How to Take Care of an Australian Blue Lobster

Written by frank whittemore
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How to Take Care of an Australian Blue Lobster
(Seiya Kawamoto/Lifesize/Getty Images)

The Australian blue lobster, also know as blue marron, is a freshwater crayfish, an aquatic crustacean with large pincer claws that closely resembles saltwater lobsters and is found primarily in Western Australia. The shell of the creature is a brilliant blue colour. Primarily nocturnal, these crustaceans are omnivorous, opportunistic feeders and are sometimes predatory and even cannibalistic. With a maximum length of 12 inches, a mature Australian blue lobster requires a large aquarium environment to thrive. With proper care and feeding, a lobster can live up to five years, on average.

Skill level:
Moderate

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Things you need

  • Freshwater aquarium with plastic cover
  • Biological filtration system
  • Aquatic plants
  • Gravel
  • Plastic screening
  • pH test kit
  • Pelletised crustacean food or regular fish food flakes

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Instructions

  1. 1

    Maintain Australian blue lobsters in aquariums of at least 20 gallons for lobsters up to 8 inches in length. For lobsters over that length, use an aquarium that holds 55 gallons of more. Protect the outlets for filtration systems from entry using plastic screening, as Australian blue lobsters will try to move "upstream" and sometimes inadvertently enter these devices. Use a strong plastic cover made specifically to fit onto the edges of the aquarium you are using to prevent escapes.

  2. 2

    Use a medium gravel on the bottom of the aquarium. Provide cover for each lobster to hide in, particularly during moulting, when the lobster feels the most vulnerable. Keep live, freshwater aquatic plants, such as hydrilla or valisneria, in the aquarium with the lobster to provide a food source and absorb carbon dioxide, as these crustaceans use a lot of oxygen and produce a lot of carbon dioxide.

  3. 3

    Keep an Australian blue lobster alone or in a small group of lobsters of equal size to prevent the lobsters from eating small fish or even smaller blue lobsters in the same aquarium. These crustaceans are aggressive and commonly attack slow-moving fish.

  4. 4

    Set the temperature of the water at around 23.9 degrees Celsius for optimal growth.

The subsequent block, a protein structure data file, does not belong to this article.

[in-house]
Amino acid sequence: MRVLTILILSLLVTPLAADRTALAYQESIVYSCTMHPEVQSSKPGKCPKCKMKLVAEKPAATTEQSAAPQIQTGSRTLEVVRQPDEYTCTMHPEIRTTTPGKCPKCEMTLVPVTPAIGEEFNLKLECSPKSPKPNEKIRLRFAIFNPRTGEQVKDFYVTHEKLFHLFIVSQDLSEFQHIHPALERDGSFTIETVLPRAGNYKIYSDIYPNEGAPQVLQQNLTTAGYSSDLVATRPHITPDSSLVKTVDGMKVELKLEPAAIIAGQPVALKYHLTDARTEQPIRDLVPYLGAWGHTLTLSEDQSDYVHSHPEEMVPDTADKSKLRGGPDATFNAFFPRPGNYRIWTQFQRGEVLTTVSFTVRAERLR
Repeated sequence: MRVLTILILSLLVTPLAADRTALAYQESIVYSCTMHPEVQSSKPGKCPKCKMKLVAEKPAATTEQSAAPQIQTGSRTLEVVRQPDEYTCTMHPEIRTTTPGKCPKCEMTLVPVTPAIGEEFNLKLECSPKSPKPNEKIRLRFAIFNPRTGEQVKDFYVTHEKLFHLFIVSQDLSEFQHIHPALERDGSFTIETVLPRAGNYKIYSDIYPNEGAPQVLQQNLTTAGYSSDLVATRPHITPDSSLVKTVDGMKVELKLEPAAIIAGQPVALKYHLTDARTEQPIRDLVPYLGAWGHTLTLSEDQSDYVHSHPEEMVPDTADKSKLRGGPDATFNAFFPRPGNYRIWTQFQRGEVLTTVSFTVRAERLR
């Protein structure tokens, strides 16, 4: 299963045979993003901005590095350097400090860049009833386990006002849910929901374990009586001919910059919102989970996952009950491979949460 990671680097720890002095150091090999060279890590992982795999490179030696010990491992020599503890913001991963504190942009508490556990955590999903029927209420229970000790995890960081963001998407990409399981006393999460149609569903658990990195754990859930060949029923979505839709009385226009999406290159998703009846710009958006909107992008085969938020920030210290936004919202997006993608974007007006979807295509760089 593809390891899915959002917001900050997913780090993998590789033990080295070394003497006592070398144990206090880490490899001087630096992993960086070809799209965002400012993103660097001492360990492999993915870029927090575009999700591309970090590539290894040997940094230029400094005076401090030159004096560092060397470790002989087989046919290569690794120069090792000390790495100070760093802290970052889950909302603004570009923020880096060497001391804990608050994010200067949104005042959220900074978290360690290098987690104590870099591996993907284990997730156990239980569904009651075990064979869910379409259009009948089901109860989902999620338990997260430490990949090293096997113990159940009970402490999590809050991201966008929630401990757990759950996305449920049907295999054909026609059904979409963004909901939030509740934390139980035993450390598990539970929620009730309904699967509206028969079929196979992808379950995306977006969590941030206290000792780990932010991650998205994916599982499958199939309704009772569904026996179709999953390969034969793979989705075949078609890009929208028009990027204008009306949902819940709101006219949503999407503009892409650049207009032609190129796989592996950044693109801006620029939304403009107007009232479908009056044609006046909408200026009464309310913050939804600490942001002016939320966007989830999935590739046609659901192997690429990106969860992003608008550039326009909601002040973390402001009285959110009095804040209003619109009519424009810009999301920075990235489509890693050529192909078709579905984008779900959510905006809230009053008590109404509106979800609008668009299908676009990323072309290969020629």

5. 5

    Test the water pH level weekly with a pH test kit available from a pet store and add the appropriate chemicals from the pet store to maintain the pH between 7.0 and 8.5.

  6. 6

    Use a biological filtration system, available from your pet store and specifically designed to accommodate the size of your aquarium. This system grows algae and bacteria on filter material that remove toxic substances, such as ammonia and nitrates, from the water. Replace the carbon packets or cartridges in the filtration system as per manufacturers instructions to help keep nitrate and ammonia levels low.

  7. 7

    Feed the blue lobster pelletised crustacean food or regular fish food flakes from a pet store. Occasionally, introduce small pieces of raw chicken or fish, live earth worms, frozen brine shrimp, or cooked carrots or cucumber, as these animals are omnivorous. Because of the nocturnal nature of the lobsters, feeding should be done at night.

  8. 8

    Handle the blue lobster as little as possible. If necessary, hold the lobster between thumb and forefinger on the back carapace, behind the head. This helps avoid a painful pinch.

  9. 9

    Observe Australian blue lobsters in the aquarium environment under lowlight conditions.

Tips and warnings

  • Increase the length of daylight lighting and raise the water temperature slightly to induce Australian blue lobsters to mate. Remove the male once the female is gravid with eggs. Remove the female once the eggs have hatched.

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